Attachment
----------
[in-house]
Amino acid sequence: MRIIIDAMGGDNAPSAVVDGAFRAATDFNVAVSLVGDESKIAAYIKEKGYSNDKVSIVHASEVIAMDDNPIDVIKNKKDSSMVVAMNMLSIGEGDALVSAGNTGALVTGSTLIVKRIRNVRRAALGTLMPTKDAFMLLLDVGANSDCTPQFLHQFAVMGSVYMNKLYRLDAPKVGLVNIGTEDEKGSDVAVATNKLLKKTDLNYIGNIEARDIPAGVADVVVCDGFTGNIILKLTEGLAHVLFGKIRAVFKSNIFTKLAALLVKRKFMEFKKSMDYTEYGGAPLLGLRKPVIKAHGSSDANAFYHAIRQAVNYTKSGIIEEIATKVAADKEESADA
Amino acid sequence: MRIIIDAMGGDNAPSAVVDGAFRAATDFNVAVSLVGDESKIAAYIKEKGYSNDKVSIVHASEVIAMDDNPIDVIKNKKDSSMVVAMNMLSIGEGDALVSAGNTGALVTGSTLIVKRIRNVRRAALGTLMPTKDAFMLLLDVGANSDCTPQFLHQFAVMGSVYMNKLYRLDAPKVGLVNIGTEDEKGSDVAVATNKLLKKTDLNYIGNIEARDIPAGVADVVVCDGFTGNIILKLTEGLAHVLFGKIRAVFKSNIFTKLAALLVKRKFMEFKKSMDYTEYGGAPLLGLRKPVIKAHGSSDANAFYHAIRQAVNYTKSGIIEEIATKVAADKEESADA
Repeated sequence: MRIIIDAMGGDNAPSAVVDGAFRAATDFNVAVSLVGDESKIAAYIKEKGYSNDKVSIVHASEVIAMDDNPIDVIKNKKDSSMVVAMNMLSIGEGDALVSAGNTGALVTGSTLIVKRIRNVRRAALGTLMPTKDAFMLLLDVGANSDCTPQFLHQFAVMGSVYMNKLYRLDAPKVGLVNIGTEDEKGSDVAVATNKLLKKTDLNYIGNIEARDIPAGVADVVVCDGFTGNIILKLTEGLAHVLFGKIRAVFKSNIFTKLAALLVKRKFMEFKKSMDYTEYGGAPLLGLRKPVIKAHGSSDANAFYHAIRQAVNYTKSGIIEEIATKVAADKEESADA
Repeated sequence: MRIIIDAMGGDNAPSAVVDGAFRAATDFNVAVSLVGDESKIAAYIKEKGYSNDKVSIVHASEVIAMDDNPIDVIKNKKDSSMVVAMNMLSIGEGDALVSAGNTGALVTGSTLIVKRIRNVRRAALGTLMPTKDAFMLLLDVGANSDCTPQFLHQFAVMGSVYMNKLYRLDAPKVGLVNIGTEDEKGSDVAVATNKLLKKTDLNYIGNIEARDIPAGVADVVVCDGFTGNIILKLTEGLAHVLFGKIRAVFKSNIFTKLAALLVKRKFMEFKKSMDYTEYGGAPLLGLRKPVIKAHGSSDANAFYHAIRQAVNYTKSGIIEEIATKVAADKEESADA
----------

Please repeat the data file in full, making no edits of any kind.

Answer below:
[in-house]
Amino acid sequence: MRIIIDAMGGDNAPSAVVDGAFRAATDFNVAVSLVGDESKIAAYIKEKGYSNDKVSIVHASEVIAMDDNPIDVIKNKKDSSMVVAMNMLSIGEGDALVSAGNTGALVTGSTLIVKRIRNVRRAALGTLMPTKDAFMLLLDVGANSDCTPQFLHQFAVMGSVYMNKLYRLDAPKVGLVNIGTEDEKGSDVAVATNKLLKKTDLNYIGNIEARDIPAGVADVVVCDGFTGNIILKLTEGLAHVLFGKIRAVFKSNIFTKLAALLVKRKFMEFKKSMDYTEYGGAPLLGLRKPVIKAHGSSDANAFYHAIRQAVNYTKSGIIEEIATKVAADKEESADA
Amino acid sequence: MRIIIDAMGGDNAPSAVVDGAFRAATDFNVAVSLVGDESKIAAYIKEKGYSNDKVSIVHASEVIAMDDNPIDVIKNKKDSSMVVAMNMLSIGEGDALVSAGNTGALVTGSTLIVKRIRNVRRAALGTLMPTKDAFMLLLDVGANSDCTPQFLHQFAVMGSVYMNKLYRLDAPKVGLVNIGTEDEKGSDVAVATNKLLKKTDLNYIGNIEARDIPAGVADVVVCDGFTGNIILKLTEGLAHVLFGKIRAVFKSNIFTKLAALLVKRKFMEFKKSMDYTEYGGAPLLGLRKPVIKAHGSSDANAFYHAIRQAVNYTKSGIIEEIATKVAADKEESADA
Repeated sequence: MRIIIDAMGGDNAPSAVVDGAFRAATDFNVAVSLVGDESKIAAYIKEKGYSNDKVSIVHASEVIAMDDNPIDVIKNKKDSSMVVAMNMLSIGEGDALVSAGNTGALVTGSTLIVKRIRNVRRAALGTLMPTKDAFMLLLDVGANSDCTPQFLHQFAVMGSVYMNKLYRLDAPKVGLVNIGTEDEKGSDVAVATNKLLKKTDLNYIGNIEARDIPAGVADVVVCDGFTGNIILKLTEGLAHVLFGKIRAVFKSNIFTKLAALLVKRKFMEFKKSMDYTEYGGAPLLGLRKPVIKAHGSSDANAFYHAIRQAVNYTKSGIIEEIATKVAADKEESADA
Repeated sequence: MRIIIDAMGGDNAPSAVVDGAFRAATDFNVAVSLVGDESKIAAYIKEKGYSNDKVSIVHASEVIAMDDNPIDVIKNKKDSSMVVAMNMLSIGEGDALVSAGNTGALVTGSTLIVKRIRNVRRAALGTLMPTKDAFMLLLDVGANSDCTPQFLHQFAVMGSVYMNKLYRLDAPKVGLVNIGTEDEKGSDVAVATNKLLKKTDLNYIGNIEARDIPAGVADVVVCDGFTGNIILKLTEGLAHVLFGKIRAVFKSNIFTKLAALLVKRKFMEFKKSMDYTEYGGAPLLGLRKPVIKAHGSSDANAFYHAIRQAVNYTKSGIIEEIATKVAADKEESADA